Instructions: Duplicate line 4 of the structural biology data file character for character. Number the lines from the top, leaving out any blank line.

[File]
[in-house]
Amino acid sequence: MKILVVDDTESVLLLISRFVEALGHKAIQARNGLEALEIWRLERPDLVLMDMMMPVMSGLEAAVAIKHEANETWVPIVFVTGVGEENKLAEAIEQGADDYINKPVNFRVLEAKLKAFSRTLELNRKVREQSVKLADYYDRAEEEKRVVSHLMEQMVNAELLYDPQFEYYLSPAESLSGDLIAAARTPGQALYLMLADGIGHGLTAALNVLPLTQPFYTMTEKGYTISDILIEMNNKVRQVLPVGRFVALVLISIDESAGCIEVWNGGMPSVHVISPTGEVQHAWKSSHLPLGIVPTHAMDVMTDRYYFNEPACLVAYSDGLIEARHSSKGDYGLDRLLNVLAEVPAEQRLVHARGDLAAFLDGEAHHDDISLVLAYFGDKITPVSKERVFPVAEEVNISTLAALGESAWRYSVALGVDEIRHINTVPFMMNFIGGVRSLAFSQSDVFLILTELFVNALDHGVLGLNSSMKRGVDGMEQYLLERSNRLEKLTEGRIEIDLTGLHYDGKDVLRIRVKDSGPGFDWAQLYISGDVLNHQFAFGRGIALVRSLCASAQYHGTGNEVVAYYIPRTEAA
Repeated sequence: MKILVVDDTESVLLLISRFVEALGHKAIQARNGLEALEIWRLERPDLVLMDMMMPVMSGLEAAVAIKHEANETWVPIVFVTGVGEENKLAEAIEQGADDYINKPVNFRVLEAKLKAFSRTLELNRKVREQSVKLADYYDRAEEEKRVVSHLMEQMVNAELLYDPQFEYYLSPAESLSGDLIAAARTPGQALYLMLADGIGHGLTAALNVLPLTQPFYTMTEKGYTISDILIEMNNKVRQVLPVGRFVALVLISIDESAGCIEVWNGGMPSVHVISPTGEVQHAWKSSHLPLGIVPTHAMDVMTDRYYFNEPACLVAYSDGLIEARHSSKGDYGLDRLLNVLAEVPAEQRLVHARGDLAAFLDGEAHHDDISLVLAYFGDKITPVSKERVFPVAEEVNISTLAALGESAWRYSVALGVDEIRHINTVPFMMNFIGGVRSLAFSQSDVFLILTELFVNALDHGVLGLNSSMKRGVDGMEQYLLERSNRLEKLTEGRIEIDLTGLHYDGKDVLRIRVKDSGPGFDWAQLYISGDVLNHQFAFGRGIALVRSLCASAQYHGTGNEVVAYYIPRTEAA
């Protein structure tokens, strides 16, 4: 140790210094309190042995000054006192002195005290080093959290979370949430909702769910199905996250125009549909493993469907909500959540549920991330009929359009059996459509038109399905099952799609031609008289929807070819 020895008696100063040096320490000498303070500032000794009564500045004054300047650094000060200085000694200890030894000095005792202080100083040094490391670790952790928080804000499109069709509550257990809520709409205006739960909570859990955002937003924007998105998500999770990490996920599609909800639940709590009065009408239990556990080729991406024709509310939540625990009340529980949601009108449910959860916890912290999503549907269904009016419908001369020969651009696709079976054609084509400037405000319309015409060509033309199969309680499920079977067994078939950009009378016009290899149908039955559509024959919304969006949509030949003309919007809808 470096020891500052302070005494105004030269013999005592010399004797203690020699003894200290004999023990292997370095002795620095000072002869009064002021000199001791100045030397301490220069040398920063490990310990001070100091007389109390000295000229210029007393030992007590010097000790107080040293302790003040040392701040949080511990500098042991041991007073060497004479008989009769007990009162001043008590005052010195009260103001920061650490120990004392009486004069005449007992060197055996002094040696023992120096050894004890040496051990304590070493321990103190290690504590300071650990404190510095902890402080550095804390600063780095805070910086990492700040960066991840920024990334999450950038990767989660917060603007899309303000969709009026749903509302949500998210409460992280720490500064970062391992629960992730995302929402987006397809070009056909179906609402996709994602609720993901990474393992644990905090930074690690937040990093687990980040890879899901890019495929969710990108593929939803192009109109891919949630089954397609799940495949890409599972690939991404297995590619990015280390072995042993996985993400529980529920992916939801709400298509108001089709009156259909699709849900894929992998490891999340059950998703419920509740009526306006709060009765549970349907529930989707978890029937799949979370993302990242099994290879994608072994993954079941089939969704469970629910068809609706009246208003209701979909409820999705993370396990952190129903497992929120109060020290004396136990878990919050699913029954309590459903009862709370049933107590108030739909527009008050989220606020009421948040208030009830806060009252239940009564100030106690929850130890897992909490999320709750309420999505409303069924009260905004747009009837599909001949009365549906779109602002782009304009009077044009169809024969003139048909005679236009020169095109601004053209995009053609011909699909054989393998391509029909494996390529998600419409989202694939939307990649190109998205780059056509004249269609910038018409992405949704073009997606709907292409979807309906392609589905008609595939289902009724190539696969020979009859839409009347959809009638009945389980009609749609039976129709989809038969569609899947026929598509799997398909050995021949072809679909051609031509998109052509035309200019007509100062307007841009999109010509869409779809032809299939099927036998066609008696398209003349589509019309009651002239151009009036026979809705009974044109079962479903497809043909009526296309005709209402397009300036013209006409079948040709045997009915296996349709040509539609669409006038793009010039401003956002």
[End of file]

């Protein structure tokens, strides 16, 4: 140790210094309190042995000054006192002195005290080093959290979370949430909702769910199905996250125009549909493993469907909500959540549920991330009929359009059996459509038109399905099952799609031609008289929807070819 020895008696100063040096320490000498303070500032000794009564500045004054300047650094000060200085000694200890030894000095005792202080100083040094490391670790952790928080804000499109069709509550257990809520709409205006739960909570859990955002937003924007998105998500999770990490996920599609909800639940709590009065009408239990556990080729991406024709509310939540625990009340529980949601009108449910959860916890912290999503549907269904009016419908001369020969651009696709079976054609084509400037405000319309015409060509033309199969309680499920079977067994078939950009009378016009290899149908039955559509024959919304969006949509030949003309919007809808 470096020891500052302070005494105004030269013999005592010399004797203690020699003894200290004999023990292997370095002795620095000072002869009064002021000199001791100045030397301490220069040398920063490990310990001070100091007389109390000295000229210029007393030992007590010097000790107080040293302790003040040392701040949080511990500098042991041991007073060497004479008989009769007990009162001043008590005052010195009260103001920061650490120990004392009486004069005449007992060197055996002094040696023992120096050894004890040496051990304590070493321990103190290690504590300071650990404190510095902890402080550095804390600063780095805070910086990492700040960066991840920024990334999450950038990767989660917060603007899309303000969709009026749903509302949500998210409460992280720490500064970062391992629960992730995302929402987006397809070009056909179906609402996709994602609720993901990474393992644990905090930074690690937040990093687990980040890879899901890019495929969710990108593929939803192009109109891919949630089954397609799940495949890409599972690939991404297995590619990015280390072995042993996985993400529980529920992916939801709400298509108001089709009156259909699709849900894929992998490891999340059950998703419920509740009526306006709060009765549970349907529930989707978890029937799949979370993302990242099994290879994608072994993954079941089939969704469970629910068809609706009246208003209701979909409820999705993370396990952190129903497992929120109060020290004396136990878990919050699913029954309590459903009862709370049933107590108030739909527009008050989220606020009421948040208030009830806060009252239940009564100030106690929850130890897992909490999320709750309420999505409303069924009260905004747009009837599909001949009365549906779109602002782009304009009077044009169809024969003139048909005679236009020169095109601004053209995009053609011909699909054989393998391509029909494996390529998600419409989202694939939307990649190109998205780059056509004249269609910038018409992405949704073009997606709907292409979807309906392609589905008609595939289902009724190539696969020979009859839409009347959809009638009945389980009609749609039976129709989809038969569609899947026929598509799997398909050995021949072809679909051609031509998109052509035309200019007509100062307007841009999109010509869409779809032809299939099927036998066609008696398209003349589509019309009651002239151009009036026979809705009974044109079962479903497809043909009526296309005709209402397009300036013209006409079948040709045997009915296996349709040509539609669409006038793009010039401003956002």